Sunday, July 25, 2010

Technology Troubles

Sometime back in the springtime, when I was in Northwest Africa, my Macbook decided it wasn't having as much fun on the Great Odyssey as I was. It initated a 'work-to-rule' campaign, making it a little more difficult to keep this blog up to date, but still possible. While it kept pumping out the stories, it was getting angrier at me by the week. It decided to go on a series of frustrating, rotating strikes, usually when I needed it the most. I visited the Genius at the Apple store in London and we came up with a solution to get Macbook back to work. Unfortunately that solution crapped out on me too. Currently, my computer is only slightly more useful to me than a brick.

Unfortunately, this means that for the few remaining weeks of this trip, the likelihood of my being able to write and post to this blog will be very limited. If I'm feeling particularly ambitious, I may write some stuff on paper, and post it when I get home in August or September or if I find an Internet cafe nearby. Photos will definitely go up in early September.

I haven't written about Sevilla, Portugal, Scotland, or London yet. Still to come on my journey are Budapest (where I am now),  Vienna (where I go on Tuesday), Munich, Black Forest, Rhine River Valley, Bordeaux, Paris, and Brussels. Then I will likely be heading home, unless I figure out how to stick around for a couple more weeks to hang out with some friends who will have just arrived in Italy. We'll see.

So to all my friends and family who have been faithfully dropping by to see what I've been up to, I apologize. It looks like I will be letting you down when it comes to updates. Thank you so much though, for spending some time with me on the trip of a lifetime!

Monday, July 19, 2010

Pamplona: The Thrill of Running with the Bulls

 A brilliant Life Magazine photo from the day of my 1st run
En caso de mala emergencia, llame por teléfono por favor a mi hermano, Brion, en Canadá +1 613 555 1234 o +1 613 555 4321. Él habla inglés solamente.
I finished scribbling this note on a scrap of paper, wrapped it tightly around my Ontario Health Insurance and Blue Cross travel insurance cards and placed it carefully in the right front pocket of my new white trousers. Then I tied the red sash around my waist and the red pañuelo (bandana) around my neck, and stepped into the hallway. Was I being paranoid? Perhaps, but as one of my new friends liked to say, “this ain’t no disco.” There was a very real risk that something could go wrong. If it did, no one was here to notice that I didn’t return.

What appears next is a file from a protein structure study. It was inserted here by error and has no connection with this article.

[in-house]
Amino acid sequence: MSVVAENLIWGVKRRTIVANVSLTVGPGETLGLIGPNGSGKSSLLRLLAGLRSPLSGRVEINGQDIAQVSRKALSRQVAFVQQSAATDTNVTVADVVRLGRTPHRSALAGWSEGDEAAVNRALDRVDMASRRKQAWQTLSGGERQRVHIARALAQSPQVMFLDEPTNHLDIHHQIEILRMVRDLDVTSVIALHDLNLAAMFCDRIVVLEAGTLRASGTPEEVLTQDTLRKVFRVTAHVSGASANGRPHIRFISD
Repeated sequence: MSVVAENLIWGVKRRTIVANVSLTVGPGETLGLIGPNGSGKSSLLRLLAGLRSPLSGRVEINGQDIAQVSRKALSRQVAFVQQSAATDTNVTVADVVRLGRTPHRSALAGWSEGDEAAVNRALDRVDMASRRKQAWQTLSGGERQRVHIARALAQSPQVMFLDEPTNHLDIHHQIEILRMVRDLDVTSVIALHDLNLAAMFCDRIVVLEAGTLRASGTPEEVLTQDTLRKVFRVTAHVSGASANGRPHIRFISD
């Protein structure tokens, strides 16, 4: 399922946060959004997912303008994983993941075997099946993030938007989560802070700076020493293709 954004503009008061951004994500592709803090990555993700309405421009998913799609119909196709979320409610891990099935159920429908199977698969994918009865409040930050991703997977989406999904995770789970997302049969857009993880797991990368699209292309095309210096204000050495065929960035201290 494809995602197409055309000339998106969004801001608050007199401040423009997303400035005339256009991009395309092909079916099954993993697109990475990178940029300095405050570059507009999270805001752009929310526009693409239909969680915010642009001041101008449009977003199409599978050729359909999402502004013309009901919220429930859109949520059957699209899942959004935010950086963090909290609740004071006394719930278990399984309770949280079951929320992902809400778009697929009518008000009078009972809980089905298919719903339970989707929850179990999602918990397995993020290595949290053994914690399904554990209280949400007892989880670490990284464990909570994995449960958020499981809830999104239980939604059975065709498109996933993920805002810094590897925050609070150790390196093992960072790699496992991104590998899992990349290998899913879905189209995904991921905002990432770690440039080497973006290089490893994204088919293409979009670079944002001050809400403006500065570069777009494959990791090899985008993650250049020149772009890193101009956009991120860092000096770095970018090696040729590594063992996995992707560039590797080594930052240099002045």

Runners Awaiting the cohete
Today was the day I would run in my first encierro – the Running of the Bulls in Pamplona Spain. This is the event that leads news broadcasts around the world every July 7th, when men and a handful of women dressed in the traditional red and white of Fiesta de San Fermin celebrate life by running with fierce fighting bulls through the medieval cobblestone streets of Pamplona’s old quarter. It’s a tradition that dates back hundreds of years and likely emerged from the way herds were hurried along from the range to market back in the Middle Ages. In modern days, six fighting bulls trample and gore their way from the holding pen on the outskirts of town to the bullring where they will face one of three matadors (and most likely be killed) in the afternoon’s Corrida de Toros (bullfights). Alongside the bulls run six to eight enormous steers whose job it is to keep the herd together along the route. The encierro and Fiesta de San Fermin became famous around the world as the setting for Ernest Hemingway’s brilliant novel, 1926’s The Sun Also Rises.

 One of my bulls in the afternoon

Here they come!
I had been looking forward to this for months. If all went well, Sanfermines would be in the running for the greatest adventure of my Odyssey. I was excited. At 6:30 a.m., there is a chill in the air and the morning dew makes the cobblestones quite slippery. Still, I doubt that the goose bumps that covered my arms and the chill that ran up the back of my neck were entirely a result of the brisk temperatures.

The fiesta from the night before is just winding down (though a new party will start as soon as the bars are swept) and those without hotel rooms are starting to head to the parks or scout out resting places in the myriad of public plazas nearby. Clean up crews are hard at work hosing down urine-soaked alleyways and power-washing away truckloads of broken wine bottles, beer cups and food wrappers that have accumulated over the past 24 hours. I dodge the street sweepers and those still partying and make my way towards the bullring.

 Crossing Mercaderes
__________________

The route starts at the corral on the outskirts of the city, in the shadow of the ancient ramparts. The first 293 yards run steeply uphill along Cuesta de Santo Domingo. It’s very narrow here, and the bulls run tightly in a pack. This is the first time in their lives that they’ve been exposed to more than the handful of vaqueros that tended to them on the range or tested them to see if they had the courage to be fighting bulls. It’s considered a dangerous section, yet some of the most experienced runners begin here by running directly at the bulls when they’re released to get clear of the crowds, then some turn at the last moment and run back uphill with the herd for as long as they can keep up. It’s aptly named the “Suicide Run.”